Ask a Sports Medicine Doc: Ankle sprains
Ask a Sports Doc
Q: My 17-year-old son sprained his ankle in a basketball game recently. How long does it take for an ankle sprain to heal?
A: Ankle sprains are a very common sports injury. In one study looking at collegiate athletes, ankle sprains were the most common injury reported, making up 14.9 percent of all injuries. By comparison, ACL tears accounted for 2.6 percent and concussions 5 percent of all injuries. In 85 percent of cases, ankle sprains involve injury to the lateral ligaments or those on the outside of the ankle joint. These ligaments are the anterior talofibular ligament — ATFL, and the calcaneofibular ligaments — CFL. The ATFL is involved in most lateral ankle sprains.
The mechanism of an ankle sprain is typically “rolling” the ankle or having it invert and internally rotate. If an athlete can bear full weight on the ankle, and then comfortably run and jump on the ankle, they can return to their sport immediately. However, if they are unable to do this, they should be taken out of competition and more thoroughly evaluated.
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CLASSIFYING THE SEVERITY OF SPRAINS
In the office, I perform a history and examination. Usually, the ankle has swelling and bruising. The athlete may complain of some numbness in the foot. An anterior drawer test is done to assess the amount of tearing of the ATFL, which is like checking the instability in a knee after an ACL tear. Like other ligament injuries, physicians classify the severity of the injury on a I-III grading system.
In grade I, there is stretching of the lateral ligament and there is pain and swelling, but the athlete is able to walk without crutches. In a grade II injury, there is pain, swelling and bruising, and the patient is usually only able to walk a few steps unassisted. Finally, in a grade III injury, there is a complete tear of the ligaments and there is significant pain, swelling and bruising, and walking is difficult. As part of the evaluation, orthopedists typically get radiographs to rule out an ankle fracture which can present like a sprained ankle at times.
TREATING A SPRAINED ANKLE
A type I or II ankle sprain is treated with RICE (rest, ice, compression and elevation) and a lace up ankle brace. Physical therapy is also started to decrease swelling, improve range of motion, strength and proprioception. Proprioceptive training is critical to help avoid repeat ankle sprains. With this, a physical therapist leads the patient through a series of drills using wobble boards and Bosu balls to try to restore normal balance and postural control. Most athletes with grade I or II tears can return to play within six to eight weeks.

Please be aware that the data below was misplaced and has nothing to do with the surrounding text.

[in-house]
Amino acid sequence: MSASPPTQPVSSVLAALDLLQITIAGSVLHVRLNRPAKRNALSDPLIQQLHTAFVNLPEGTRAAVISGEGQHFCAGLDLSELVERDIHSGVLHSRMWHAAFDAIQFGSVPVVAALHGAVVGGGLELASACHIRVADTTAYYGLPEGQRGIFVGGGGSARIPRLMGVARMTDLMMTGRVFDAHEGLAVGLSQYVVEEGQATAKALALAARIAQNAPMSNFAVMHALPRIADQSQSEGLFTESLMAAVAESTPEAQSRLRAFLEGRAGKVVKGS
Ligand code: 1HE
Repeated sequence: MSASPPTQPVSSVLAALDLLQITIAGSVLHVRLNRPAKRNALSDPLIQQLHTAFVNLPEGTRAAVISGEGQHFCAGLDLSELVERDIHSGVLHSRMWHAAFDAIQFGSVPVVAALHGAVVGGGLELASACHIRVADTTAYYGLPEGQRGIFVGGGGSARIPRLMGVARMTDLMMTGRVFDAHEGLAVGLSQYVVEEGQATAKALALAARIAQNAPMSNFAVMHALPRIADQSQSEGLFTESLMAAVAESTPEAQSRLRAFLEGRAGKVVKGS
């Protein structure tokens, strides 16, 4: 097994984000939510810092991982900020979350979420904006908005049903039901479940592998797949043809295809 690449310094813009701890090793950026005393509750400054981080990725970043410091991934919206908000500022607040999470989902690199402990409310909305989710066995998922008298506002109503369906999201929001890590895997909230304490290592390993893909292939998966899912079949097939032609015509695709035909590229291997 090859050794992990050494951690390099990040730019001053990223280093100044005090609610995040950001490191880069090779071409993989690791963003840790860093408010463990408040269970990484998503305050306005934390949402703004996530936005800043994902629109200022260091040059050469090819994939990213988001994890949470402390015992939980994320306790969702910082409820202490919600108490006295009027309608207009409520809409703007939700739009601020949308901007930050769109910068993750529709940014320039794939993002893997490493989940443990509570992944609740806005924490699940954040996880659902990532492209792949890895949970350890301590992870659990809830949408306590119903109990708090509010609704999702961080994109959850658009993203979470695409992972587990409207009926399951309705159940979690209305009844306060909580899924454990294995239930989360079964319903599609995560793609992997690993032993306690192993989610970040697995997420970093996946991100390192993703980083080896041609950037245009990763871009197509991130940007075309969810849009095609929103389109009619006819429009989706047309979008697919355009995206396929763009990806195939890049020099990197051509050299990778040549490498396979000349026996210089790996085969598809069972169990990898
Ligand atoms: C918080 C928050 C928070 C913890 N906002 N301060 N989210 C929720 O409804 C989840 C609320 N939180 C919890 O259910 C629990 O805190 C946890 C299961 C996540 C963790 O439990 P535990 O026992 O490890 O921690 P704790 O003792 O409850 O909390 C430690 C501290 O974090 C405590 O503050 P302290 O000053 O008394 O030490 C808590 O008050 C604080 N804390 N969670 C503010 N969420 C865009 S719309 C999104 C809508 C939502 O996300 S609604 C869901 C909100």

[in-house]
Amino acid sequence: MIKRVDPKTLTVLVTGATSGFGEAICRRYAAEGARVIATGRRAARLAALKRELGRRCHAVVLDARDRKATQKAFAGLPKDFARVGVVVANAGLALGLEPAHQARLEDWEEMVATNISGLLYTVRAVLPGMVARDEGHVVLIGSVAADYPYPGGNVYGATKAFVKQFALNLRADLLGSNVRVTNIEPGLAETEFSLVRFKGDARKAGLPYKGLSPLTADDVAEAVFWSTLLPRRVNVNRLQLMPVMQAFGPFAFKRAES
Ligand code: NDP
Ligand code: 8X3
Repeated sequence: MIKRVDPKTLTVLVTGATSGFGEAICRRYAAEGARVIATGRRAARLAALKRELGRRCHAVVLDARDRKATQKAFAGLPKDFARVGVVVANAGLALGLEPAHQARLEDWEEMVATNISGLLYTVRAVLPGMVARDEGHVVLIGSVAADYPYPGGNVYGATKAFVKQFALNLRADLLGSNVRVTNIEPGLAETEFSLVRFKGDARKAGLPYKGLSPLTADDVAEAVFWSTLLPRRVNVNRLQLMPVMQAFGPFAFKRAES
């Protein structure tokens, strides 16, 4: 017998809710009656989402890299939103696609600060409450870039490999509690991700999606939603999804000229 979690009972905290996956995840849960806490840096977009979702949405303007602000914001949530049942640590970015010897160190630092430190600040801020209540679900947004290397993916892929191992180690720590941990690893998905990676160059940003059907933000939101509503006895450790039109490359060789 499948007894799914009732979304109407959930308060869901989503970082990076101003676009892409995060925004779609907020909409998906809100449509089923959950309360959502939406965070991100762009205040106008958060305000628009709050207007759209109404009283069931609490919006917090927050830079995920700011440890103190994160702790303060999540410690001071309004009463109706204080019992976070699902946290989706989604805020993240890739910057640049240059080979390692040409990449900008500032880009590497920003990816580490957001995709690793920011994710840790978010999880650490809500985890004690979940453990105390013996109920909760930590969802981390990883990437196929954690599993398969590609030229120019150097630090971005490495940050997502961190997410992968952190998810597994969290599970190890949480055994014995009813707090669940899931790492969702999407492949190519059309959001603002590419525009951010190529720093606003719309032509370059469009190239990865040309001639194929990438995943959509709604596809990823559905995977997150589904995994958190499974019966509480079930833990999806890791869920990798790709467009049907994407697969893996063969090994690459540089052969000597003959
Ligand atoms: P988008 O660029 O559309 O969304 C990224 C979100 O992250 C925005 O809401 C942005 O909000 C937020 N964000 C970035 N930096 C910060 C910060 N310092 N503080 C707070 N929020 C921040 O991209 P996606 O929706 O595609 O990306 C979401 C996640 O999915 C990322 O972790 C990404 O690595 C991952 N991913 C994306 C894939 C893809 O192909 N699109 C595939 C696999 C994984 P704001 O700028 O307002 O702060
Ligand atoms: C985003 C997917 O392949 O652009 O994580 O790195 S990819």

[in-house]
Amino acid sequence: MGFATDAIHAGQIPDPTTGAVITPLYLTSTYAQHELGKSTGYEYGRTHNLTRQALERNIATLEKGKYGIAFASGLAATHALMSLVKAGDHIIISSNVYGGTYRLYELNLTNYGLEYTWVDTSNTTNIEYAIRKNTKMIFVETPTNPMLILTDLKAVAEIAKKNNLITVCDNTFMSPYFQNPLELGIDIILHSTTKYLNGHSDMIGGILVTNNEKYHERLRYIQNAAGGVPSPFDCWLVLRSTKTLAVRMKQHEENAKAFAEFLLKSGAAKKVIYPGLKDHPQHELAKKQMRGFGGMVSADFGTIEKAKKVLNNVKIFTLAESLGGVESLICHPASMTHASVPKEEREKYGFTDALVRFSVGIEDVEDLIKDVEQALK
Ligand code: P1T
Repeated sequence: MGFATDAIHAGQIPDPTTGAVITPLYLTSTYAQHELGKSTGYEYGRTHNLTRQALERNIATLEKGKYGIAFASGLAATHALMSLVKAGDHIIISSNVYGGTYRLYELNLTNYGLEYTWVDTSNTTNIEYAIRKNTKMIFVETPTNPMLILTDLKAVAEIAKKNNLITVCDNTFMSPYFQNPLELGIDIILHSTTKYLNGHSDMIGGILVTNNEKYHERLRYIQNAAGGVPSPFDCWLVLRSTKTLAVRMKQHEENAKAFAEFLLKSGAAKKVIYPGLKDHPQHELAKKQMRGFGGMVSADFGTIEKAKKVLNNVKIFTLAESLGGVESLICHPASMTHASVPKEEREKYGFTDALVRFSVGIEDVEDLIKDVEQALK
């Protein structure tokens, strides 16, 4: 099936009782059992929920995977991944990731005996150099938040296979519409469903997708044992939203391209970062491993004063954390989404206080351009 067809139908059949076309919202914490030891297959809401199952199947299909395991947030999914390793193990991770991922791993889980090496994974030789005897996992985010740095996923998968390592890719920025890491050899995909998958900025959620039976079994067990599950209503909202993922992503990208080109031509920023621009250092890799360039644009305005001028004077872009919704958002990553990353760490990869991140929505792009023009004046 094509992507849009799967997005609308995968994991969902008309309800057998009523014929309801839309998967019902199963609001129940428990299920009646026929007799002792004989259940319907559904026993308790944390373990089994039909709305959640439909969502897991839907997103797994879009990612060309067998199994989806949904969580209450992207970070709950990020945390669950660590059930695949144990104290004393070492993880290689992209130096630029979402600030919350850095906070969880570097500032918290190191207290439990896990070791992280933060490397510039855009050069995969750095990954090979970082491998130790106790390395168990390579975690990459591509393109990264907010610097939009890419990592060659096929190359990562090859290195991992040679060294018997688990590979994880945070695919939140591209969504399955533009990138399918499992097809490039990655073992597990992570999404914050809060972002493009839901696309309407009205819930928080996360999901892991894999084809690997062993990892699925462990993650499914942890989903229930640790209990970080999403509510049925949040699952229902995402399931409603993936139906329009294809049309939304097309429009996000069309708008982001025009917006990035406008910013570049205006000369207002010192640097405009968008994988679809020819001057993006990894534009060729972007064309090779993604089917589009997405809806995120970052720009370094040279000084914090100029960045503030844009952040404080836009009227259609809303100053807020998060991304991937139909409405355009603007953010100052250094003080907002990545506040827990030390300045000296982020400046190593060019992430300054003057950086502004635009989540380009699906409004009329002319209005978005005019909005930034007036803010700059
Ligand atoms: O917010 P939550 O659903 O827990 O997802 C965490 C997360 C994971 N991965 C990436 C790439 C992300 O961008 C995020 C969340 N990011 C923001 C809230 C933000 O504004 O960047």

In a type III ankle sprain, the physician may choose to cast the ankle for several weeks to better protect and immobilize the ankle and then transition the patient out of the cast to a lace up ankle brace. The same rehabilitation program is then started but it progresses more slowly.
Most of these injuries should also fully recover. If there is persistent pain and lack of progress by eight weeks from the injury, then an MRI is warranted to rule out a cartilage injury or other injury such as a peroneal tendon tear. A high ankle sprain is a more serious injury than a lateral ligament injury and I can speak to that in a future article.
AVOID FUTURE SPRAINS
Athletes want to try to avoid having a second or third ankle sprain or else the ankle can go on to be chronically unstable with athletes having recurrent ankle sprains with minimal trauma and persistent ankle pain.
In an athlete with chronic instability, there is typically elongation and scarring of the ATFL and CFL. There can also be early arthritis and degenerative tendon tearing about the ankle. Some of these patients may come to surgical reconstruction of their chronically torn ankle ligaments to prevent further episodes of instability of further damage to the ankle joint.
Dr. Rick Cunningham is a knee and shoulder sports medicine specialist with Vail-Summit Orthopaedics. He is a physician for the U.S. Ski Team and chief of surgery at Vail Valley Medical Center. Do you have a sports medicine question you’d like him to answer in this column? Visit his website at http://www.vailknee.com to submit your topic idea. For more information about Vail-Summit Orthopaedics, visit http://www.vsortho.com.